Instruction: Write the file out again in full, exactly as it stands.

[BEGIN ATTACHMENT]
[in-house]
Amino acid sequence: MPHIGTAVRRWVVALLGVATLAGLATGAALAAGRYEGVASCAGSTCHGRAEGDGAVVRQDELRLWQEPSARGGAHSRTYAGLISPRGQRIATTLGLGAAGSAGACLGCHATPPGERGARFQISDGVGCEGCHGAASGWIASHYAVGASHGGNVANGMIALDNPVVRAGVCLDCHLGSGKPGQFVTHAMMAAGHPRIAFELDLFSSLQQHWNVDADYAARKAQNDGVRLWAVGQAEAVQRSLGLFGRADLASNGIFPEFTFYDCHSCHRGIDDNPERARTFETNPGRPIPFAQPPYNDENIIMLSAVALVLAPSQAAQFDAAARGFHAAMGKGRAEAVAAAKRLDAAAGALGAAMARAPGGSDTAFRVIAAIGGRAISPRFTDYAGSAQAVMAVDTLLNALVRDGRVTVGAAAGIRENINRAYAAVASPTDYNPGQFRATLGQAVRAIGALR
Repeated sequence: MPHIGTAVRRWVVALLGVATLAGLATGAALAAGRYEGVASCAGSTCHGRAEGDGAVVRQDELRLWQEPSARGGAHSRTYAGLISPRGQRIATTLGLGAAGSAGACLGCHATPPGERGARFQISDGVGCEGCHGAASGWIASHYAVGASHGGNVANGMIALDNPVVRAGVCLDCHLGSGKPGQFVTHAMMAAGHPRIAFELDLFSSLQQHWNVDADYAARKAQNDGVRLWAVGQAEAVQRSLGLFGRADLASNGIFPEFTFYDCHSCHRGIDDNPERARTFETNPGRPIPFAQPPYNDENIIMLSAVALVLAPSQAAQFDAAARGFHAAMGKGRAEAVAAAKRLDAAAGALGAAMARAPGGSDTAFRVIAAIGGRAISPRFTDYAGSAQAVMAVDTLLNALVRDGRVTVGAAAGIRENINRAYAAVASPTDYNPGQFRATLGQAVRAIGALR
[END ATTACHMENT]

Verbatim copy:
[in-house]
Amino acid sequence: MPHIGTAVRRWVVALLGVATLAGLATGAALAAGRYEGVASCAGSTCHGRAEGDGAVVRQDELRLWQEPSARGGAHSRTYAGLISPRGQRIATTLGLGAAGSAGACLGCHATPPGERGARFQISDGVGCEGCHGAASGWIASHYAVGASHGGNVANGMIALDNPVVRAGVCLDCHLGSGKPGQFVTHAMMAAGHPRIAFELDLFSSLQQHWNVDADYAARKAQNDGVRLWAVGQAEAVQRSLGLFGRADLASNGIFPEFTFYDCHSCHRGIDDNPERARTFETNPGRPIPFAQPPYNDENIIMLSAVALVLAPSQAAQFDAAARGFHAAMGKGRAEAVAAAKRLDAAAGALGAAMARAPGGSDTAFRVIAAIGGRAISPRFTDYAGSAQAVMAVDTLLNALVRDGRVTVGAAAGIRENINRAYAAVASPTDYNPGQFRATLGQAVRAIGALR
Repeated sequence: MPHIGTAVRRWVVALLGVATLAGLATGAALAAGRYEGVASCAGSTCHGRAEGDGAVVRQDELRLWQEPSARGGAHSRTYAGLISPRGQRIATTLGLGAAGSAGACLGCHATPPGERGARFQISDGVGCEGCHGAASGWIASHYAVGASHGGNVANGMIALDNPVVRAGVCLDCHLGSGKPGQFVTHAMMAAGHPRIAFELDLFSSLQQHWNVDADYAARKAQNDGVRLWAVGQAEAVQRSLGLFGRADLASNGIFPEFTFYDCHSCHRGIDDNPERARTFETNPGRPIPFAQPPYNDENIIMLSAVALVLAPSQAAQFDAAARGFHAAMGKGRAEAVAAAKRLDAAAGALGAAMARAPGGSDTAFRVIAAIGGRAISPRFTDYAGSAQAVMAVDTLLNALVRDGRVTVGAAAGIRENINRAYAAVASPTDYNPGQFRATLGQAVRAIGALR